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Kabile Archaeology Reserve

The Kabile National Archaeology Reserve is situated 6 km north of the town of Yambol. It preserves the ruins of the most significant antique Thracian town of Kabile. This economic, political and cultural centre of Ancient Thrace has been investigated for more than 25 years. The remains are really impressive. There is an archaeological museum as well. Working hours: summer time - 8.00 a.m. - 8.00 p.m., winter time - 10.00 a.m. - 4.00 p.m. A bus runs from Yambol to the museum 9 times a day.

The Thracian royal city of Cabyle is located on a plateau, crowned with a stone acropolis, which is a sanctuary-observatory (see below). According to some observations, the following things have been discovered there: a rock-cut "Cybela relief", the foundations of a public building, and two rectangular chambers having most likely a cult-related character (Velkov, 1982a; Najdenova 1982).
The name of the habitat originates from Cybela (according to Velkov 1982: 14). A later toponym of the habitat is Dampolis/Diampolis as a corruption of Diospolis (Velkov 1977: 130-131). Fol, 1994: 219-224 states the hypothesis that Diospolis, i. e., "Zeus's city", is a translation-description of the honoring of a supreme male god, most likely Sabasius. Partially, the reason for this hypothesis is the possible etymology Kab-/Sab- in the root of Cabyle's name.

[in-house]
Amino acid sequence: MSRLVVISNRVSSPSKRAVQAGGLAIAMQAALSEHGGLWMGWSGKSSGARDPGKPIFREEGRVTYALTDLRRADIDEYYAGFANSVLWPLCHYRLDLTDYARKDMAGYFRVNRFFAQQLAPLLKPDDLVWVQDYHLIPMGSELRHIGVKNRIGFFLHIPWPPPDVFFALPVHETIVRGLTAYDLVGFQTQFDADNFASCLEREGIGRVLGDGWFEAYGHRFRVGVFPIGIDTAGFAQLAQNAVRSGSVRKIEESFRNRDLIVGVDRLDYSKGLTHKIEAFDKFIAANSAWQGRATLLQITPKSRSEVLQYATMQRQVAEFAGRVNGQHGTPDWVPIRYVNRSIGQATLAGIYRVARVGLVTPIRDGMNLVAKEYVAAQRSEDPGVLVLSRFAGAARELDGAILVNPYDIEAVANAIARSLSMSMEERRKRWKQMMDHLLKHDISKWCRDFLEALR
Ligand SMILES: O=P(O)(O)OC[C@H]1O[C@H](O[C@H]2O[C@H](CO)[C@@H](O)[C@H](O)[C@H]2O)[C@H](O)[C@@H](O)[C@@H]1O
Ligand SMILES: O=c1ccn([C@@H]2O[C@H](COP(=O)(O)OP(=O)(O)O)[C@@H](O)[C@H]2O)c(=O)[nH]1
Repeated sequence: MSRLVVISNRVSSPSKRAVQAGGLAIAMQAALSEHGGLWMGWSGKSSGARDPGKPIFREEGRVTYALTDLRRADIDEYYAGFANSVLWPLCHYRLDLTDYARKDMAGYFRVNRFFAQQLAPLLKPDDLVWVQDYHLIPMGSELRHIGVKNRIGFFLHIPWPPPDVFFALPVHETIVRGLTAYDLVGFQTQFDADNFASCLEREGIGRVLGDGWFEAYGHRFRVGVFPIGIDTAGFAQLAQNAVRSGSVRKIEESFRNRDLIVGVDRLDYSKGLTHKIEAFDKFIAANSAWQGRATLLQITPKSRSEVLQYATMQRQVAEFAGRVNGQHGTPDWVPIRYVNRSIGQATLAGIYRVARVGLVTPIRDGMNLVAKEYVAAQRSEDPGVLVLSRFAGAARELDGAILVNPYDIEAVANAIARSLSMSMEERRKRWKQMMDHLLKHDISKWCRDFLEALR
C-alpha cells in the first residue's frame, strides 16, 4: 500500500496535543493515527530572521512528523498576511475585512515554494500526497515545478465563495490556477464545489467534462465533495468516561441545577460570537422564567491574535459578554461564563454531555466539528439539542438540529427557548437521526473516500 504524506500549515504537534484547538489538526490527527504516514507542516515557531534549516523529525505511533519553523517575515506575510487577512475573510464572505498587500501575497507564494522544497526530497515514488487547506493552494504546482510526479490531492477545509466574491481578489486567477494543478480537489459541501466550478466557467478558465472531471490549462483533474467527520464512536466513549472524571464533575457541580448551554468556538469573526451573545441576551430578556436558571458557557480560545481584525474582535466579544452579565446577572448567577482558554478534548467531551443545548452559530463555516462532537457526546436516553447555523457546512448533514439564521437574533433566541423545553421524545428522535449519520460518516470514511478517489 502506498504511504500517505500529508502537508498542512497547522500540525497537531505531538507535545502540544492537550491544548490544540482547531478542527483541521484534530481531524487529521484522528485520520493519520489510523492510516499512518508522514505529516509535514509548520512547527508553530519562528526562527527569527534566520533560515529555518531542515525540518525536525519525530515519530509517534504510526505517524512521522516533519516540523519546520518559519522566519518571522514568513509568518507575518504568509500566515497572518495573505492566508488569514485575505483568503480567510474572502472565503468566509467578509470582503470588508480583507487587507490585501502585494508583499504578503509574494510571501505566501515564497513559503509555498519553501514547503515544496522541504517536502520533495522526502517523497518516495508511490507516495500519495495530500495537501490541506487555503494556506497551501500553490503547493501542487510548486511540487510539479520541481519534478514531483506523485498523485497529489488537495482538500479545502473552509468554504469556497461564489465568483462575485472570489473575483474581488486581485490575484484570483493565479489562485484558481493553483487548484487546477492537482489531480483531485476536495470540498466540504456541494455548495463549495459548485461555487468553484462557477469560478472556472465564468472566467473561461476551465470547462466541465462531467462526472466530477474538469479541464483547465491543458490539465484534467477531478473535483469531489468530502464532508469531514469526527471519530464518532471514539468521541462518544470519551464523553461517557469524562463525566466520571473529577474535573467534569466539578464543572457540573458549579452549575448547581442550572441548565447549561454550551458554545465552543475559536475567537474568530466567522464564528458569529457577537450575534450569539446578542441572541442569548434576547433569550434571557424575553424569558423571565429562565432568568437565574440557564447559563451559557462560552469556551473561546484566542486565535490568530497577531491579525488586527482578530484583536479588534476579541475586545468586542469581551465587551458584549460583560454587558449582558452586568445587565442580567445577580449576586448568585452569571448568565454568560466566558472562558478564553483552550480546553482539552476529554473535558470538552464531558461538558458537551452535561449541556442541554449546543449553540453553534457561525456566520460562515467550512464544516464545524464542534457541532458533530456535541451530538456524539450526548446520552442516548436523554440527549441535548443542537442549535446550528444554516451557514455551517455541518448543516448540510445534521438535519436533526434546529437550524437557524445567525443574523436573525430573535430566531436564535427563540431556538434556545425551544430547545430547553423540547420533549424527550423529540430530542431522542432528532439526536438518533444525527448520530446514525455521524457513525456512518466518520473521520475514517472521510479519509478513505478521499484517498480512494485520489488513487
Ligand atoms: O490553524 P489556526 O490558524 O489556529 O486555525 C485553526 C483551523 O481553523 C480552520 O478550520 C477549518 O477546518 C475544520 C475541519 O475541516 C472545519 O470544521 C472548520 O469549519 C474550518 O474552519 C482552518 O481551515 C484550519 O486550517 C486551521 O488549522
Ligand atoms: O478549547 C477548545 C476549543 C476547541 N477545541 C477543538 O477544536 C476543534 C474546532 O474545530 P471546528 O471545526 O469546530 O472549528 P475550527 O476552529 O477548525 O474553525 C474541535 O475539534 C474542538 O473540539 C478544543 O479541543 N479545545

The second part of the toponym 'yle gives the opportunity for using "sacred forest", i. e., Cabyle's name to depict "Sabo's (belonging to Sabasius) holy forest". This interpretation is supported by the rock-cut monument on the top which functioned during the 2-1 mil. BC.

The place of residence originated around the sanctuary at the end of the 2 mil. BC. The plateau is located at the rover Tundzha"s turn south towards Edirne (today's Turkey), and dominates over the plain. The ceramics discovered from 10-6 c. BC proves that the place of residence existed during the early Iron Age as well.
Cabyle was a key place on the way from Aenos (today's Enes), next to Maritza river's mouth (ancient Hebros), to Hemus (Stara Planina) and the lower course of the Danube river. Cabyle was also important if one was traveling diagonally from Byzantium through Serdika (Sofia) - Naissos (Nish) towards the middle course of the Danube river (Fol 1982).
This location predetermined the destiny of the place of residence for centuries to come. The archaeological material shows that during 5-4 c. BC the city maintained important trade relationships with the Hellenic cities at the Aegean and Black sea coasts.